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Amartya Sen

Author of Development as Freedom

85+ Works 5,962 Members 83 Reviews 5 Favorited

About the Author

Amartya Sen, winner of the 1998 Nobel Prize in Economics, is Lamont University Professor at Harvard University. His many books include Rationality and Freedom (Harvard).


Works by Amartya Sen

Development as Freedom (1999) 1,564 copies
The Idea of Justice (2009) 752 copies
Inequality Reexamined (1992) 219 copies
On Ethics and Economics (1991) 215 copies
Rationality and Freedom (2002) 105 copies
The Quality of Life (1993) — Editor — 94 copies
Utilitarianism and Beyond (1982) — Editor — 81 copies
Home in the World: A Memoir (2021) 71 copies
Hunger and Public Action (1989) — Editor — 40 copies
La démocratie des autres (2004) 32 copies
The Country of First Boys (2015) 21 copies
Reason Before Identity (1999) 12 copies
Globalizzazione e libertà (2002) 11 copies
Choice of Techniques (1968) 8 copies
Peace and Democratic Society (2011) — Editor — 8 copies
El valor de la democracia (2006) 5 copies
A Wish a Day for a Week (2014) 5 copies
Laicismo indiano (1999) 2 copies
Civil Paths to Peace (2007) 2 copies

Associated Works

Granta 52: Food : The Vital Stuff (1995) — Contributor — 146 copies
The Cambridge Companion to Adam Smith (2006) — Contributor — 93 copies
AIDS Sutra: Untold Stories from India (2008) — Foreword, some editions — 59 copies
The Community Development Reader (2007) — Contributor, some editions — 30 copies
The Nine Lives of Population Control (1995) — Contributor — 25 copies
Nobelity (2006) — Actor, some editions — 4 copies
Arvo 1 copy


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Common Knowledge



This is just a few lectures and papers published elsewhere compiled together, but both Sen and Maskin are good writers, so it provides a very useful introduction to Arrow's Impossibility Theorem. I can't imagine why anyone would want such a thing, except for fairly academic reasons. In order to read the proof, it would be helpful to be at least somewhat familiar with how preferences work, so best for students in the second half of their undergraduate degree. Alternatively, if taking the proof as given, it would of use to any student who has completed first year micro. The technical details of the proof are not particularly illuminating - none of the intermediate steps really mean much, so you can skip it.… (more)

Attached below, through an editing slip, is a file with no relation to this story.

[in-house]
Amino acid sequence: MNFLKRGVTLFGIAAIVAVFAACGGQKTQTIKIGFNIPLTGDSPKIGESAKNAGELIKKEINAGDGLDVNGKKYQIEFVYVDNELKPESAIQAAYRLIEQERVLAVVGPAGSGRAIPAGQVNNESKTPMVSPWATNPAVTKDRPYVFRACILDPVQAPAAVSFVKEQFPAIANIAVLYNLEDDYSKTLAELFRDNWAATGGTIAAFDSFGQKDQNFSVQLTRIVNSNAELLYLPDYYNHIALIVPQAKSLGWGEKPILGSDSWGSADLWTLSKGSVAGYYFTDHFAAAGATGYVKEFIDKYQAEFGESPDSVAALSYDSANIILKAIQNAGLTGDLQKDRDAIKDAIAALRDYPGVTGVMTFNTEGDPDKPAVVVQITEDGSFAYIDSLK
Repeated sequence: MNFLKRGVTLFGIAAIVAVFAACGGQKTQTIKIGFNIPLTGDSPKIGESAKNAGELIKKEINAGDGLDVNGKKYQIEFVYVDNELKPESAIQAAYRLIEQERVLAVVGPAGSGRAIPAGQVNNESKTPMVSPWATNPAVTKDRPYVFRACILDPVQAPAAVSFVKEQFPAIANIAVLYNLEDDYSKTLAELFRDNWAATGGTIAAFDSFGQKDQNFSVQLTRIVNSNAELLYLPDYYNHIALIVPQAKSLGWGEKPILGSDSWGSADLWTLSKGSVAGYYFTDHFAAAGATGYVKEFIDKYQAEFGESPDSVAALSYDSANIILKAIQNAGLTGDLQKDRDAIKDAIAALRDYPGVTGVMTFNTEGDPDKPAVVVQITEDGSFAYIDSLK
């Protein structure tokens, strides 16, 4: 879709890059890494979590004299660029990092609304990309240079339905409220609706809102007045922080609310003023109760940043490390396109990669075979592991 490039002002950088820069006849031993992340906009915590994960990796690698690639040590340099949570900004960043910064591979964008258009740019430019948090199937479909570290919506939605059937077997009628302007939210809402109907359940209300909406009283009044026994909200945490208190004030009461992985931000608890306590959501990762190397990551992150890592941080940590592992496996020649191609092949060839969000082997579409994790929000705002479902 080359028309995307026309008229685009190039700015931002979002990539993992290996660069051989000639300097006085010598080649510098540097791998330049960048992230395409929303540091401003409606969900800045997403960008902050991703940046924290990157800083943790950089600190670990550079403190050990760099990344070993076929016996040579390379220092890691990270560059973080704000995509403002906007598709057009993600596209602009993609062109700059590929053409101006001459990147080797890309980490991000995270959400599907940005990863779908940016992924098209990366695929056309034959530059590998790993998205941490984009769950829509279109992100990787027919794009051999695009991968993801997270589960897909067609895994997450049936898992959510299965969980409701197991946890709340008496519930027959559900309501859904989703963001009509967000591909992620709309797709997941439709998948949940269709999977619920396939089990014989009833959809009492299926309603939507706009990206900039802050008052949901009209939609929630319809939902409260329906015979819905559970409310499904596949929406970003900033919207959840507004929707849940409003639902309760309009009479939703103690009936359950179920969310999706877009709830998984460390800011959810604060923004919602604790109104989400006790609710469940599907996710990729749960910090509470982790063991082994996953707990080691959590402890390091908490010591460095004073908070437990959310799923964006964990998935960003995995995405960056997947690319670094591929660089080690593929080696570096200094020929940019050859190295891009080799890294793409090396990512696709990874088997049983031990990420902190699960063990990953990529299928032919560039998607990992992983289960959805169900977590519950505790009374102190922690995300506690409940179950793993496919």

robfwalter | Jul 31, 2023 |
You will be impressed if you look at India's GDP growth rate. But GDP and its growth rate are simplistic measures to understand how a country is faring. India's middle-class is large enough to keep the wheels of the economy chugging along.
Yet, unless everyone participates in economic and social growth, the engine will sputter and die.
In this book, Jean Dreze and Amartya Sen have done an admirable job in analysing India's 'uncertain glory' as they call it.
Our under-investment in public hygiene, public health and education is appalling and alarming.

The authors have managed to walk the tightrope with admirable felicity. They point out the good and the bad. And they do so in a balanced manner, with the proper use of data.

What are their recommendations? I miss this. Barring this omission, the book is excellent. What is sad, is that the book remains relevant even now, years after it was published.
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RajivC | 3 other reviews | May 15, 2023 |
“Everyone values equality, although often in competing ways. Everyone says that they make /something/ equal, and everyone maintains that what they make equal is of the highest importance, but in a world of highly diverse individuals and situations, people disagree about /what sort of equality is best/.” (paraphrase)

I guess you could say Amartya is libertarian-friendly, without being quite that way himself, as he’s an academic and even a philosopher, who sees his role as more holding a mirror to the world, than politicking. It does come off as sounding libertarian-y, because it declines to assume the common meaning of “equality”, which usually makes people think of some sort of socialism or ‘regular old’ (if you’ll permit me to say so) leftism, since I guess the academy is often a reaction to the world, and ‘the real world’ in the USA (and many many other places) is defs not socialism, you know, or socialism’s equality. Incidentally, before whenever life changed, the academy was to a surprising-for-us -moderns degree, about Greece from 800-400 BC, or whenever, so I guess the academy was always some sort of reaction, in this case against the world of post 400BC or whenever. At its most equitable, in the passive sense, it’s true, the academy doesn’t react (or act), but holds up a mirror to the world. Amartya is like that. You couldn’t use this book in an election campaign, or to start a business or agency, but sometimes it is actually useful to un-learn things, which can sometimes, indirectly, make action easier.